When I was young I did ABA. No offense to any ABA people here, but for me it was a horrid experience. I found those early years of drills and reinforcements an exercise in boredom because I already knew the vocabulary they taught. I just had unreliable hands to point to the flashcards accurately. The baby talk, and most frustrating, the supervision sessions that never worked on my real challenges, made me feel frustrated and angry. Worse, the theories probably delayed my mom’s ability to recognize my true potential by several years, at least.

No offense to any Floortime people here, but I never got much out of my sessions because my play was so delayed when I was small. I craved more than the games I got. But my Floortime was minimal. I was drowning in ABA drills instead.

No offense to OT people here, but what I desperately needed was motor control and physical fitness, and I never got that. I got swings that spun me. Once until I barfed.

No offense to special ed teachers, but when I couldn’t show my intelligence, I still was thinking. But all I got was one plus one, ABC and the weather. My recommendation is to teach at least some age appropriate lessons and books, even before the student can express his thoughts. Who knows how much is locked inside?

My helpers were kind and well meaning, but the way I was taught missed my real needs for communication and motor control simply because the methods assumed I did not understand spoken language and therefore needed a rudimentary lifestyle.

What helped? Soma did. She gave me the ability to type on a letter board when I was seven through her method, Rapid Prompt Method, or RPM. This has progressed to a keyboard and ipad. Because of this, I am a general education student, college bound, on the high honor roll in AP classes and even learning a foreign language. I work out with a trainer and I hike and run and row on a machine at home. I also took piano lessons. These things helped me.

To all the professionals I offended earlier, sorry. I admire your devotion, compassion and caring. I challenge you to see your nonverbal autistic students differently and with high expectations for learning.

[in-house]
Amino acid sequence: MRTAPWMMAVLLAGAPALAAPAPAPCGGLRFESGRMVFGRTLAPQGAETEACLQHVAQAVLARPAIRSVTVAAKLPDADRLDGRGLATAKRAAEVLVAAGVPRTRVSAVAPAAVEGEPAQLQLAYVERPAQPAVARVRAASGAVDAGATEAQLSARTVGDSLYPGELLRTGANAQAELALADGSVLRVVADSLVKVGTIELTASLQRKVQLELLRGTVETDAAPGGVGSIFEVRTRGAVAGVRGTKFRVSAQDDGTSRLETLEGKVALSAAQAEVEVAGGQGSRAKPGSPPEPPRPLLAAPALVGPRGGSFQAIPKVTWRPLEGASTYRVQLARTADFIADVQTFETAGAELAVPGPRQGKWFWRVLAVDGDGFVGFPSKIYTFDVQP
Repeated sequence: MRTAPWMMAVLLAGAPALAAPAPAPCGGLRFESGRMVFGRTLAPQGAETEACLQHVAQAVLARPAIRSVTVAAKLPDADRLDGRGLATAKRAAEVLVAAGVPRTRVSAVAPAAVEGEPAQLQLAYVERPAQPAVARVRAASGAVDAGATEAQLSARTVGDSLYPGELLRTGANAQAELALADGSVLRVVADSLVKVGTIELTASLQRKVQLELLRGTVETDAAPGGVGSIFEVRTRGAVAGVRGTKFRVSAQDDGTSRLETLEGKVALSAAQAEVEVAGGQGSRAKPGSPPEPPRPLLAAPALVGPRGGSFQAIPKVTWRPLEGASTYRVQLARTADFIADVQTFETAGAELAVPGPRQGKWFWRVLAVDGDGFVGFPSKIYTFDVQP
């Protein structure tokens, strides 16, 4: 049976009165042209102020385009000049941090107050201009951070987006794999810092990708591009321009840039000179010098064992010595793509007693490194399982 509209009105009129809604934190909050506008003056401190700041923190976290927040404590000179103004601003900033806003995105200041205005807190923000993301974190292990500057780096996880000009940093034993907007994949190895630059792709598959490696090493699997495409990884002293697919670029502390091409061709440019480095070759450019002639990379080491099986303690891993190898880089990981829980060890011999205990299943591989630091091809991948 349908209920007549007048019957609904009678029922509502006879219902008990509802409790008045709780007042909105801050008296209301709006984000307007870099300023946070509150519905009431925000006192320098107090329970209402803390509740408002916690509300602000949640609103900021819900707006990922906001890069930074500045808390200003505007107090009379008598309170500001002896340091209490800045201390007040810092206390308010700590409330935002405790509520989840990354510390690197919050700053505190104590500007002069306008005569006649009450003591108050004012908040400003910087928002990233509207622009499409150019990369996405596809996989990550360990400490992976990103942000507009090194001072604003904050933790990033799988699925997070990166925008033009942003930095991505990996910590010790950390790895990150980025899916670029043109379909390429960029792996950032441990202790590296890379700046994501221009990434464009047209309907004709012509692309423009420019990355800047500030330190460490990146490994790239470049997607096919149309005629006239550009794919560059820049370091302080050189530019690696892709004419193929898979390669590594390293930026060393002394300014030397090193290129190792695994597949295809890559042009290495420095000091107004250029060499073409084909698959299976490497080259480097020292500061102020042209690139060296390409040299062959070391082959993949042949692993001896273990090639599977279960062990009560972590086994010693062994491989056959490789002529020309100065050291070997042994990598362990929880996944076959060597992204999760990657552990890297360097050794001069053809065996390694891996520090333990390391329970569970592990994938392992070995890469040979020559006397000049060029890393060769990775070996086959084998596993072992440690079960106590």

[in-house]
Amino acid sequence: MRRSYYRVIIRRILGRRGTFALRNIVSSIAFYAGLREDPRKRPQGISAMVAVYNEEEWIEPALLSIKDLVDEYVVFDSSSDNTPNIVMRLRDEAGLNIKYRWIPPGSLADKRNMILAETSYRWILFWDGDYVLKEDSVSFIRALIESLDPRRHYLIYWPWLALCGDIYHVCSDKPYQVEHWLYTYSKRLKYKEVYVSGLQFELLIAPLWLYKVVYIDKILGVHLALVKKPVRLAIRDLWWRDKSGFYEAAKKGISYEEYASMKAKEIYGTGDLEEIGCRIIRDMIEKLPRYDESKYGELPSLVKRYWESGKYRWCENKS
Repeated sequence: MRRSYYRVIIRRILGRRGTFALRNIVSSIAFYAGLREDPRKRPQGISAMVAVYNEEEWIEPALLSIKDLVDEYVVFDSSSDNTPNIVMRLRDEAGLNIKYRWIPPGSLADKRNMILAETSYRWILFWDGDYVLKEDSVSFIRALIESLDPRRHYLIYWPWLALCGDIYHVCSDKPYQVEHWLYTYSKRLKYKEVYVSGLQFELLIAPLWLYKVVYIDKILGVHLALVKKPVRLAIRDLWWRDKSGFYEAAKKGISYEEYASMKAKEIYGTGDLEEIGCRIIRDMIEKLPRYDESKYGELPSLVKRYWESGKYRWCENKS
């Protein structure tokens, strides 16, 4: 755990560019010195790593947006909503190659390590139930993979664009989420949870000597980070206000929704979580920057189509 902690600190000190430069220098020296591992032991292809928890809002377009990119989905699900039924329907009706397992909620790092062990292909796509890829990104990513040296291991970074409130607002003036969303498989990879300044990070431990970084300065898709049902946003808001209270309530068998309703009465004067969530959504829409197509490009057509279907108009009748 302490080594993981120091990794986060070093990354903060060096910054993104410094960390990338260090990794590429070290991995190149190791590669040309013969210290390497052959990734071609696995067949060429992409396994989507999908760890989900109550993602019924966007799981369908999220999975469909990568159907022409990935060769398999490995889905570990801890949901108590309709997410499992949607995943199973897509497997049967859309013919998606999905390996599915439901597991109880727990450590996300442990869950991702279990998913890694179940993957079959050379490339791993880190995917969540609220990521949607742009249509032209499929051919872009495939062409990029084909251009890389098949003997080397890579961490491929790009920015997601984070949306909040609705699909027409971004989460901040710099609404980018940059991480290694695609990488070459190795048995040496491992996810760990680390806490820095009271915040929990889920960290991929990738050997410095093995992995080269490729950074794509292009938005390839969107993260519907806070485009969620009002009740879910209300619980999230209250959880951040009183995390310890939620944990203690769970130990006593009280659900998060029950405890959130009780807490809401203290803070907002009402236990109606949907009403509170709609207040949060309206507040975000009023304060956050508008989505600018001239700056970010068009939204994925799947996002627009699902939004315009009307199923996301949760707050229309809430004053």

Parents, don’t give up hope. If you see intelligence, even if brief, then intelligence is there. It’s most likely inconsistent because of those frustrating neurological forces I mentioned.

Communication is a blessing. Lack of communication is a curse. Let’s give kids the blessing of communication and a real hope for tomorrow.

Thank you.

Autism and Occupational Therapy

I wanted to share my latest interview. called The Power of Presuming Competence. This is a podcast specifically targeting occupational therapists but should have useful insights for other professionals, parents and anyone who is interested in an insider’s point-of-view autism.

Recent Interviews

Please check out my latest interviews!

Here is a literary discussion about my two books and more on Deborah Kalb’s book blog.

Here is an interview on the podcast, Walking with Freya, in which I discuss my books and what I have been up to, and finally my interview on All Autism Talk podcast, in which I discuss my writing and autism advocacy.

And here is a link to this Sunday’s Houston Chronicle in which I, and my work, are profiled!

Film Review: The Reason I Jump

The Reason I Jump, the book, has inspired The Reason I Jump, the documentary. The words of Naoki Higashida provide a kind of narration as the film follows the stories of five autistic young adults around the world, in the UK, Sierra Leona, India and the United States. The film is artistically rendered. It portrays the highly focused sensory experience of autistic people through close camera shots, examining water droplets and movements. It shows the autistic individuals and their families in life, and the overwhelmed emotions of autistic people in their effort to cope with sensory bombardment and frustration. The parents are wonderful. Only one of the autistic individuals is able to speak but his speech is not indicative of his ideas, in my opinion. He gets words out, but I suspect much more is trapped within. The young artist from India expresses herself through her art, but she has not been given a means to communicate through words. Still, she is conquering life through painting her ideas and feelings. The hardest life is in Sierra Leone. There, poverty and old superstitions make having a disability terrible for a family. One brave family started a school for autistic children and the happiness on the faces of the students was lovely to see. Their journey is long, but now they don’t need to be hidden by their families anymore.